Although some might hold (and stridently defend) a differing opinion, four bands basically served as the cornerstones of punk rock: Iggy And The Stooges, The Sex Pistols, The Ramones, and The Clash. Of these brash iconoclasts, The Clash garnered the most radio airplay, sold the most concert tickets, and moved the most records. All punk music is about essentially two things: alienation and rebellion. The Clash sang about and signified these themes better than anyone else.
Sony Music’s Legacy division outdoes itself with the release of Sound System, the ambitious (and all-encompassing) Clash box set. To say it is an extraordinary musical collection is an understatement. Re-mastered by Clash guitarist Mick Jones and engineer Tim Young (who won a Grammy for The Beatles’ Love collection), Sound System totals 13 discs filled with music and a DVD of performances and historical footage. All the studio albums (The Clash, Give ‘Em Enough Rope, London Calling, Sandinista!, and Combat Rock) are here with sterling audio, as well as three CDs worth of precious outtakes, demos, live tracks, and bonus cuts.
From the band’s earliest demos recorded in mid-1976 (with an aspiring film student named Julian Temple) to the final recordings made before the core group fell apart in 1983, the timeless material that made this group so impactful is here in one massive collection. The only missing link is the one disc released without Jones (1985’s Cut The Crap). A minor snafu, really, especially since most fans considered the band kaput when the guitarist was forced out after Combat Rock.
Decades after the band’s heyday, the reason these Brits touched a nerve remains clear: They had powerful songs sung with compelling conviction. It remains a sad end to the band’s history that Joe Strummer died of an undiagnosed congenital heart defect in December 2002, weeks before the band was inducted into the Rock and Roll Hall of Fame. The fact that the group has become a radio staple with songs “Rock The Casbah,” “Train In Vain,” and “London Calling” proves, as does this box set, that The Clash have endured the test of time.
9 (out of 10)
– Bruce Pilato
Depeche Mode live!
Saturday, August 24th, 2013 (First Midwest Bank Amphitheater)
Not many if any electronic acts have been able to survive the ‘80s, let alone the ‘90s, and continue to thrive over three decades since its inception. Granted, Depeche Mode isn’t racking up the hits like it did in those heydays, but the group has clearly transcended multiple generations and prominently rubbed off on pretty much every EDM act that’s tried walking in their shoes. Make no mistake, singer Dave Gahan, guitarist/keyboardist Martin Gore and keyboardist Andy Fletcher still populate one of the biggest bands in the world, who had no trouble selling out soccer stadiums internationally earlier this year and also pulled in a densely populated crowd at the sizeable First Midwest Bank Amphitheatre on its first area visit since headlining Lollapalooza in 2009.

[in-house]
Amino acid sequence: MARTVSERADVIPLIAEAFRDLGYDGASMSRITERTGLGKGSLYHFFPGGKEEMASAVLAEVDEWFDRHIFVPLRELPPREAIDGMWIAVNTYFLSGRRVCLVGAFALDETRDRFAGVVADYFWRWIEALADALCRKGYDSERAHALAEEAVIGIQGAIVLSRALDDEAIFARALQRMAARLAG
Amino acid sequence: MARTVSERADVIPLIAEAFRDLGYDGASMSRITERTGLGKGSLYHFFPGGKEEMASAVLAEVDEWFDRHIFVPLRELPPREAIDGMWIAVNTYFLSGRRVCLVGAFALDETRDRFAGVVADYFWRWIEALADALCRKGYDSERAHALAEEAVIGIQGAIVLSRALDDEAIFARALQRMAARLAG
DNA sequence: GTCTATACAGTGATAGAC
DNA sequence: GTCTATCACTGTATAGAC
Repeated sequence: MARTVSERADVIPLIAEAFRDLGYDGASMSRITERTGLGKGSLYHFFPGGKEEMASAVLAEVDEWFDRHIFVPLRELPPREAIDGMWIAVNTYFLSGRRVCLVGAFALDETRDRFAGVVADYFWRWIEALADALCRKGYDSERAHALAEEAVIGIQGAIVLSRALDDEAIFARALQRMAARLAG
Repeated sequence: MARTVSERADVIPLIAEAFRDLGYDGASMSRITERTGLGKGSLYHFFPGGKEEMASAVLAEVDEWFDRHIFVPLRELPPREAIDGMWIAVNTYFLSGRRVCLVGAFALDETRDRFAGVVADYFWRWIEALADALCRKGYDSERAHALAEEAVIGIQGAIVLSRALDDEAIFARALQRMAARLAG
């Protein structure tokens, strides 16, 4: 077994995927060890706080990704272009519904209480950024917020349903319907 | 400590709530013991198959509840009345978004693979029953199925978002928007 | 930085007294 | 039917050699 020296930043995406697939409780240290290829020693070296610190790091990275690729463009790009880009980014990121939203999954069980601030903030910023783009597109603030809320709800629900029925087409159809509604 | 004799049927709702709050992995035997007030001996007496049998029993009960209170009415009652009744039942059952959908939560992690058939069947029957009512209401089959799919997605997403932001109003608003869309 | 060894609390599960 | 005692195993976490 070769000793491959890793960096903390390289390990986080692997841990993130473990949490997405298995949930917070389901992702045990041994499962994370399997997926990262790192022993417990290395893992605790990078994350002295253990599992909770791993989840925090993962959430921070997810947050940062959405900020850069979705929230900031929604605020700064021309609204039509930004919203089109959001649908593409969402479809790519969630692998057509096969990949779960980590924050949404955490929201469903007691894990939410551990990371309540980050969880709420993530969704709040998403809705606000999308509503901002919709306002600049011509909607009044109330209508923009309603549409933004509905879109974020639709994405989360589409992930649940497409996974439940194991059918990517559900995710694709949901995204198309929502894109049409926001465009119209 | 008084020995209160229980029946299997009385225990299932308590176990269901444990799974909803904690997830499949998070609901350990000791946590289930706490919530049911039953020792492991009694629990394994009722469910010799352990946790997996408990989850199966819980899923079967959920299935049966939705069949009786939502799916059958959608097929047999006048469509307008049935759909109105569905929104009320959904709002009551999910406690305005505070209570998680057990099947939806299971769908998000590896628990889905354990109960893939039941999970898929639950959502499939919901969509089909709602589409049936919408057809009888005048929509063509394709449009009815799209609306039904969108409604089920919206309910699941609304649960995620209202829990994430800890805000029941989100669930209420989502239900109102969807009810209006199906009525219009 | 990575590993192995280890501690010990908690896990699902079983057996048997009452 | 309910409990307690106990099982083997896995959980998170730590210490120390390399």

Back then, the band was coming off the high of Sounds Of The Universe, which was considered by many as a modern day version of the 1990’s dance-floor filling Violator. Perhaps its only fitting to find 2013’s darker Delta Machine paralleling 1993’s more introspectively-minded Songs Of Faith And Devotion, though rather than picking just one personality, the trio took faithful on a roller coaster ride through the nightlife and the morning after comedown, all while sounding remarkably cohesive and consistenly inventive.
The new project’s opener “Welcome To My World” launched the show as a slowly building marinade with an understated hint of the eventually elaborate visual projections that complimented the moods of most songs. The brooding rhythms and industrialized synths from fellow fresh cut “Angel” soon blended seamlessly with “Waling In My Shoes” from twenty years prior, and by the time the latter’s first anthemic chorus hit, it was apparent the always magnetic Gahan had even those on the lawn practically in his back pocket.
From there, the time machine turned back at lightening speed, spanning the percolating “Precious” through the trusty popper “Policy Of Truth” and the haunting “Barrel Of A Gun.” The tone may have shifted towards a more acoustic mindset once primary songwriter Gore sang “Higher Love” and “Shake The Disease,” though the bare bones framework proved his heart-wrenching lyrics still hold up without all of the electronic wizardry.
After building the momentum back up with a resplendent rendition of “A Question Of Time,” the main portion of the set hit an absolutely crescendo with the chilling “Enjoy The Silence” and the charging “Personal Jesus.” Come the encore, DM continued to up the ante, getting everyone to sing-a-long with Gore’s acoustic “Home,” and later, found the 51-year-old Gahan dancing like he was 21 during “Just Can’t Get Enough” (perhaps the only glaringly dated, but nonetheless rapturously accepted sugary, synth-pop throwback of the night).
Vocally, he was in the finest form come the gospel-infused “I Feel You,” though when it came to charisma, nothing could top the group’s gothic gem “Never Let Me Down Again,” which found the masses waving feverishly from side to side as Gahan whipped his lengthy microphone stand around with the ease of a tiny baton. As the two hours came to a euphoric close, Depeche Mode’s Delta Machine proved to not only be in well-oiled working order, but running so superbly there was simply no better “Black Celebration” to be had.